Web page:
Many people have false beliefs about contract doctrine. That pervasive phenomenon has profound practical, theoretical, and normative implications that neither courts nor scholars have recognized. This Article will make three contributions to fill that gap. First, it will establish just how widespread the phenomenon is among non-lawyers. After synthesizing the existing evidence of false beliefs about contract law, it will contribute a new empirical study showing that between one-third and one-half of people falsely believe specific performance rather than damages is the remedy for breach.
The Article will then argue that people’s false beliefs about contract doctrine pose a fundamental challenge to prominent promise- and consent-based theories of contract, which serve as the principal theoretical alternative to law and economics theories of contract. Because people have false beliefs about aspects of contract doctrine that affect the value of the contract, the law enforces a bargain materially different from the one to which people thought they agreed. For example, they pay a contract price they think purchases them a guarantee of performance, but the law ultimately provides them only with money damages for breach. People thus did not actually promise or consent to the bargain the law enforces. For that reason, the normative justification for existing contract doctrine cannot be grounded in promise or consent.
Finally, the Article will explore the implications of that conclusion for ongoing doctrinal disputes. First, by removing promise or consent as a potential normative basis for contract doctrine, we may finally have grounds to settle long-standing disputes that ultimately depend on our choice of normative foundations about doctrines like consideration, mitigation, and unconscionability. Second, by failing to recognize the phenomenon of legal ignorance, the current debate about boilerplate misunderstood the problem it poses. If people are ignorant of, and, therefore, do not consent to, both boilerplate contract terms and the background law that would apply if boilerplate were not enforced, then refusing to enforce boilerplate does not solve the problem of lack of consent—it simply moves it from a lack of consent to fine-print terms to a lack of consent to gap-filling background law. The problem of the lack of consent is, therefore, one that banning boilerplate cannot solve. Instead, reform should focus on the remaining problem that boilerplate is substantively biased in favor of the firms that draft it. The solution, then, may be to allow boilerplate, but to regulate its content to ensure it offers terms that are not too slanted in the firms’ favor.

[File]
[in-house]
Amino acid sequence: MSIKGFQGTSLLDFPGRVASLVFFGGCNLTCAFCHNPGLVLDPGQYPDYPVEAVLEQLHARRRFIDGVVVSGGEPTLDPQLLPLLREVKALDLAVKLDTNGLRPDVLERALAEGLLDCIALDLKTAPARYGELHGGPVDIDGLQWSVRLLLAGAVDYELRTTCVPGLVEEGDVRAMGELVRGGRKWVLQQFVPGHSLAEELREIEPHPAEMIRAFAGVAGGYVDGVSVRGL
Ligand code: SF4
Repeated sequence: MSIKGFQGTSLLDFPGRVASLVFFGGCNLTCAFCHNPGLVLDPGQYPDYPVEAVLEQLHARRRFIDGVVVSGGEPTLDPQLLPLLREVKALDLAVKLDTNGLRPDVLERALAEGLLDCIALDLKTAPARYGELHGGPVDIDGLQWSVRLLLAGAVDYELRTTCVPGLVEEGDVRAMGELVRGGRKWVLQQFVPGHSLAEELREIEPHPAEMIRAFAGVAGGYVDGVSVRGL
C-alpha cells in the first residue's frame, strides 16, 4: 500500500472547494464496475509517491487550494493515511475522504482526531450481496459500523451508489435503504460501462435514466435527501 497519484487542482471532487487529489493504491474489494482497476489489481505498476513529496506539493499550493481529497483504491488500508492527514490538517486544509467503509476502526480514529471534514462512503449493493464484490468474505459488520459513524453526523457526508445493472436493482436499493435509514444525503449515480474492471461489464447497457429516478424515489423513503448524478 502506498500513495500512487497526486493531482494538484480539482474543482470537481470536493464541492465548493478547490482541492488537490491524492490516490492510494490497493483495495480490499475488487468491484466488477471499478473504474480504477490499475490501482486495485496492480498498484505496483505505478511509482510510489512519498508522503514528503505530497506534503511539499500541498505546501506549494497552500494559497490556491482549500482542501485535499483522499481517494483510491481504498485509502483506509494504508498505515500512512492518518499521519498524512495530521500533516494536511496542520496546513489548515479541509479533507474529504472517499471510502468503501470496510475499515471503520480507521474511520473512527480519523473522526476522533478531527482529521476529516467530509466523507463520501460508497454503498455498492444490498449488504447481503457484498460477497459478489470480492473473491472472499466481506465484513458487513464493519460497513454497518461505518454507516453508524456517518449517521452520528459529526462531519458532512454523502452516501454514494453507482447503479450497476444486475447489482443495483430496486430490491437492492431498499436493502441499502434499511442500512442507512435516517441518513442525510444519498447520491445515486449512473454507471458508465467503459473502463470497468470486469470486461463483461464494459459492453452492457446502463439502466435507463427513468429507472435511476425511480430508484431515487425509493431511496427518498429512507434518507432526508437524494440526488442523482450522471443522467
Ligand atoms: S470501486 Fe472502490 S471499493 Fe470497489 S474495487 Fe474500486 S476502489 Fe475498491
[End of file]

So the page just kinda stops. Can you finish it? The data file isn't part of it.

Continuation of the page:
78 Md. L. Rev. 147 (2018)